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What Is the Sensorimotor Stage?

Ever feel like your baby has their hands on everything? Or that everything ends up in their mouth — including, dare we say it, the most unappetizing things imaginable?

Guess what — this is exactly what babies are supposed to do.

The sensorimotor stage is the first stage of your child’s life, according to Jean Piaget’s theory of child development. It begins at birth and lasts through age 2.

During this period, your little one learns about the world by using their senses to interact with their surroundings. They touch things, lick them, bang them together (with joy, we might add), and put them into their mouths. They also begin to develop fine motor skills.

Learning at this stage in life happens through experience — a wonderful and fun thing to watch.

Jean Piaget had one of the earliest voices in the field of child psychology. He’s most known for his ideas that help explain how children develop intellectually. This cognitive theory involves four stages: sensorimotor, preoperational, concrete operational, and formal operational.

Basically, he made these assumptions:

  • Children use their personal experience to develop their own knowledge about the world.
  • Children can learn on their own, even when they aren’t taught or influenced by other children or adults.
  • Children have an internal motivation to learn, so rewards for learning generally aren’t necessary.

While some criticism of Piaget’s work has surfaced over the years, experts do generally support the basic principles of Piaget’s theory. His research has contributed to greater understanding of how children learn and develop from birth through adolescence. Educators still widely use Piaget’s work to help children learn and grow in the classroom.

Piaget divided the sensorimotor period into six different substages that involve specific developmental milestones.

Reflexive

Your precious newborn will generally respond reflexively to touch or other stimulation, often by sucking and grasping (or even smiling!). These actions will eventually become intentional.

Primary circular reactions

This substage includes the period between 1 and 4 months. Your baby will begin to make specific movements for their own enjoyment. If they make a certain sound or movement without meaning to and enjoy how it feels, they’ll try it again and again.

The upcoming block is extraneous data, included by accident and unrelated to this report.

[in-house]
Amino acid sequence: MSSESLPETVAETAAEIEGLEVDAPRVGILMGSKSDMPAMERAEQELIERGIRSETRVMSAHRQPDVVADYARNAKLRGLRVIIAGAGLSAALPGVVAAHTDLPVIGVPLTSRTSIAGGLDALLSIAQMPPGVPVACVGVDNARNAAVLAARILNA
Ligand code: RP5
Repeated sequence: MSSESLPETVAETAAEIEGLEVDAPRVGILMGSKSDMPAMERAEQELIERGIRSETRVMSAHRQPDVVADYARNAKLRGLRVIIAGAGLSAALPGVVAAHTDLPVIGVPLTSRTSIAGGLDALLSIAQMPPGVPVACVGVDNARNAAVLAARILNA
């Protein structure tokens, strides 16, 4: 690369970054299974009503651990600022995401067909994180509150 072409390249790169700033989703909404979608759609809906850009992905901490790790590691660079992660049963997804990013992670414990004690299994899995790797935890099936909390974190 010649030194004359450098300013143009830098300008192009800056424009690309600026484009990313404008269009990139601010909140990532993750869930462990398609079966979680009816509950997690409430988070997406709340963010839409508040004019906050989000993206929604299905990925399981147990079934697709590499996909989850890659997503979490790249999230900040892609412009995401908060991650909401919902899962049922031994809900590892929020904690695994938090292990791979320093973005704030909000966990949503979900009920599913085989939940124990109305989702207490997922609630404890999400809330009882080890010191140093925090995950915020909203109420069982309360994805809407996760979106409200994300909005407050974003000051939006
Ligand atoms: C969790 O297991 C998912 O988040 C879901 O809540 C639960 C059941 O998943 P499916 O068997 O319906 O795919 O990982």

Behaviors common to this stage include thumb-sucking, kicking, smiling (intentionally this time!), and cooing. We know you’re sleep deprived — but enjoy these adorable milestones.

Secondary circular reactions

From 4 to 8 months of age, your growing little one will begin to use objects to learn about the world. This process generally begins by accident, but as your baby starts to enjoy their ability to make things happen, they’ll continue these activities again and again.

They might throw or drop a toy (uh oh!), shake a rattle, or bang objects together to make delightful (at least to them) sounds. They’ll also be able to make more sounds on their own. For example, they’ll laugh, make speech-like sounds, and use sound to express happiness, excitement, or unhappiness.

Coordinating secondary circular reactions

When your child is between 8 months and a year old, they’ll begin to combine their learned abilities and reflexes to achieve goals. For example, they might crawl to pick up a toy across the room or push aside toys blocking the specific one they want. At this point, your baby is able to plan and coordinate actions in response to thoughts — so smart!

They may also:

  • enjoy simple games
  • turn and look when they hear something
  • recognize certain words and respond to them
  • say a few words or imitate your speech (though they’ll still mostly communicate with gestures such as waving or reaching)

Tertiary circular reactions

This substage occurs between 12 and 18 months, the beginning of toddlerhood. At this point, your child can explore their world and learn even more about it through motor coordination, planning, and experimentation.

They might take things apart in order to put them back together and perform certain activities again and again to see what happens each time. It’s now possible for your child carry out a series of planned actions to complete a task.

They’ll also begin to understand and respond to simple directions or questions and may begin using phrases. They may listen to or show a preference for certain short stories and songs.

Symbolic/representational thought

This final substage involves the development of symbolic thought, and it’s a big leap. According to Piaget’s theory, at 18 months children begin to understand that symbols can represent objects. This expands on the concept of object permanence — the knowledge that objects continue to exist even when they can’t be seen.

At this stage, your child can remember and repeat words or actions from previous days. Imaginative play typically begins during this period, and your child’s vocabulary will develop significantly. They might ask short questions and make requests with one or two words.

This developmental milestone is a primary goal of the sensorimotor stage. It’s your child’s ability to understand that objects and people continue to exist even when they can’t see them. It’s when your child starts to realize the things — and people, like you! — making up their world exist even when they aren’t interacting with them.

Children usually begin to grasp this concept around the age of 8 months, according to Piaget’s theory. However, this may occur as early as 6 months for some babies. (But don’t stress if your little one isn’t early or exactly on time. It doesn’t mean there’s anything wrong.)

If you’re playing with your child before they understand object permanence, you might hide a favorite stuffed animal behind your back or under a pillow. Your baby might seem horribly confused at the toy’s disappearance — for a second or two — but then appear to forget about the toy and happily move on to another one.